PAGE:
I find the Sussman photograph of Box Huckleberry disappointing. It was made in the wrong season to show the plant at best advantage.
Rachel Sussman has spent five years on a personal project photographing living organisms more than 2000 years old.
Her list surprised me by containing a representative from my home state of Pennsylvania, the Box Huckleberry, Gaylussacia brachycera. It is a surviving relic of the Ice Age, like the brook trout, and something on the order of 100 colonies have been identified in seven mostly Appalachian states, running from from Pennsylvania to Tennessee.
The community at Losh Run, Perry County, Pennsylvania, near the Juniata River, has been estimated to be as much as 13,000 years old, making it the oldest living organism in the United States, second oldest in the world. Only King’s Lomatia, Lomatia tasmanica, a bizarre archaic angiosperm found in 1937 in southwest Tasmania is older. But you don’t get delicious edible berries from a Tasmanian angiosperm.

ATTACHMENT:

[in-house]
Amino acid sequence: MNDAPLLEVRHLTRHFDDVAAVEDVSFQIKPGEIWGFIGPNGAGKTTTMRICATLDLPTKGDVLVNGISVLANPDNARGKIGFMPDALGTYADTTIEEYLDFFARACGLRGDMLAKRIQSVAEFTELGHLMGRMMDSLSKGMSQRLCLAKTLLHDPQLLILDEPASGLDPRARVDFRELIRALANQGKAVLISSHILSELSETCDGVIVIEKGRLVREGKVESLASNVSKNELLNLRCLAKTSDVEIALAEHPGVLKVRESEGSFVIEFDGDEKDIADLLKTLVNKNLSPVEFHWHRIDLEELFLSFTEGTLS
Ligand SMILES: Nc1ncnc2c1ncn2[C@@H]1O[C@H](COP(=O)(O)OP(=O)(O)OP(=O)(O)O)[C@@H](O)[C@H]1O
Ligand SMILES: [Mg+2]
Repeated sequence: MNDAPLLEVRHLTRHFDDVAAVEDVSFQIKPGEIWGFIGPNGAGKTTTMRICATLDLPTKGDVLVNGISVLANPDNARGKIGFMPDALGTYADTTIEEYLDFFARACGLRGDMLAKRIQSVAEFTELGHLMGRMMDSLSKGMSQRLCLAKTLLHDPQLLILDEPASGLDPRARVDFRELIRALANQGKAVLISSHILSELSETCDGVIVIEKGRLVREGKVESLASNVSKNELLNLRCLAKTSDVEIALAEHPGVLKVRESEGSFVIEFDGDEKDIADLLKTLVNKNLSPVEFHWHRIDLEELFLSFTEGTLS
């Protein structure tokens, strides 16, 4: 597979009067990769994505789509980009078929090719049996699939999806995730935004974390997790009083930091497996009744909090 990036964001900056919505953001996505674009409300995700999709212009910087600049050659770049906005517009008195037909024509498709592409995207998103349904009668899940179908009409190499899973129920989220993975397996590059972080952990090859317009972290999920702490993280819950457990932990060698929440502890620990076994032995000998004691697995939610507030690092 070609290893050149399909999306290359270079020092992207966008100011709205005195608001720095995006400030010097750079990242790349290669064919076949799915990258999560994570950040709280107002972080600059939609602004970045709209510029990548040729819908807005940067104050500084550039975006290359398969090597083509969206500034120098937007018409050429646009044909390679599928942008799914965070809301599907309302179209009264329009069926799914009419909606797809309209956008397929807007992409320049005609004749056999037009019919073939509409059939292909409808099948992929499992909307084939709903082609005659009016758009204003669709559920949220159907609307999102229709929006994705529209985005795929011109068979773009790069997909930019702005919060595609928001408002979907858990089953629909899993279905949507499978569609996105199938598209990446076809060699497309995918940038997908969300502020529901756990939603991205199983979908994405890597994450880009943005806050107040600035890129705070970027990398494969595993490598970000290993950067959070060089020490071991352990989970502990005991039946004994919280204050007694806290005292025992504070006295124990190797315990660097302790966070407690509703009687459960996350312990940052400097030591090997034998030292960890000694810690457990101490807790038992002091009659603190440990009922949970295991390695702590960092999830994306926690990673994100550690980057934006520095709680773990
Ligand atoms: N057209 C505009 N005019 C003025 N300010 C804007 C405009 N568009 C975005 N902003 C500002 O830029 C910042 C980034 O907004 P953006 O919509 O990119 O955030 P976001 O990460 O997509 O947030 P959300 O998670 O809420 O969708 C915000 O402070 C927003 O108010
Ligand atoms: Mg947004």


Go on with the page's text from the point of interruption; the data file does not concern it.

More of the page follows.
Perry County, PA site article
Lancaster News article from 1999
Duke article on North Carolina colony
Hat tip to Zoe Pollock.